Articles for Professionals

Talent Development: Accommodating the Social and Emotional Needs of Secondary Gifted/Learning Disabled Students

The population of students in secondary schools who are concomitantly gifted and learning disabled is especially at risk for poor academic performance. Often, their sense of self has been damaged by schools’ overemphasis on their disabilities at the expense of efforts aimed at enhancing their strengths. Using student cases and a review of literature as a foundation, this exploration advocates the development of individual student talent as a philosophical theme for schools to accommodate the social and emotional needs among gifted/learning disabled youth. Descriptions of several educational innovations and reform components, likely to enhance talent development, are included as additional means for examining the critical relationship between self esteem and academic success.

Affective Development of Gifted Students with Nontraditional Talents

Children, whose talents and gifts exist in those domains distinct from the intellectual, academic, and athletic realms should still be considered gifted. They are especially talented in one or more areas of human pursuit although their talent is reflected in domains unique from those customarily served by schools; and their social and emotional development appears to be unique. Such young people are in particular danger for generalized school failure, for the manifestation of a variety of social and emotional problems, and are at risk for underdevelopment and occasionally even denial of their talent. Case study data are used to examine this conundrum and its potentially negative effects on individual student’s emotional self-development. Included are explorations of several interventions for enhancing affective growth among a group of students that is triply different from their peers.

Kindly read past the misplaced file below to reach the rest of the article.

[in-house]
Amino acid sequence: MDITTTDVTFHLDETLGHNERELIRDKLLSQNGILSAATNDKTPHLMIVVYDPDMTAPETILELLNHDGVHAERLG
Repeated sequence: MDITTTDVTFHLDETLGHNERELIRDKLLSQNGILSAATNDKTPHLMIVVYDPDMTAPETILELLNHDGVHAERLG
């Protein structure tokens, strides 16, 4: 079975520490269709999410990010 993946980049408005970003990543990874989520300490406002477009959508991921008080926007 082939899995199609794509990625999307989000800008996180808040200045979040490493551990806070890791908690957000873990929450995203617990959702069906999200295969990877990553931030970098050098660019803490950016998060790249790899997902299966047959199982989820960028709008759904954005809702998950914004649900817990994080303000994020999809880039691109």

Should Gifted Students Be Grade-Advanced

By Sharon J. Lynch, Ph.D. Intellectually gifted and academically talented students are able to learn material rapidly and understand concepts deeply. Keeping them challenged and learning to their capacity can require changes in their regular school programs. Education...

9 Important Topics about the Social and Emotional Needs of the Gifted

Interview with Carol McGaughey, Ed.D. by Michael F. Shaughnessy Q1: Carol, first of all, what do you see as the main social and emotional needs of the gifted? Early in my career as a teacher of gifted elementary students, I was fortunate enough to have the opportunity...

Supporting Spiritual Giftedness

by Deborah Fraser Spiritual giftedness is not as easy to identify as gifts in the sciences or humanities and apart from the Nobel peace prize, there is little in the way of awards or accolades for those whose gifts lie in the spiritual realm. The spiritual dimension...

Is It A Cheetah?

by Stephanie S. Tolan A Speech Given at the Hollingworth Conference for the Highly Gifted, 1992 It's a tough time to raise, teach or be a highly gifted child. As the term "gifted" and the unusual intellectual capacity to which that term refers become more and more...

An Interview with Janet Davidson: Reflections on Gender and Giftedness

  SENG's Editor in Chief, Dr. Michael Shaughnessy, interviews Janet E. Davidson on gender, expertise, creativity, intelligence theories, and other aspects of giftedness. An Interview with Janet Davidson: Reflections on Gender and Giftedness Question: Dr. Davidson, you...

Exceptionally Gifted Children: Different Minds

There are few descriptions in the literature of the cognitive processes of exceptionally gifted children. This study, based on testing profiles, anecdotes collected from parents, and observations made during family and group therapy sessions with moderately and exceptionally gifted children delineates some of the characteristic modes of thinking that differentiate exceptionally gifted children from their more moderately gifted peers.

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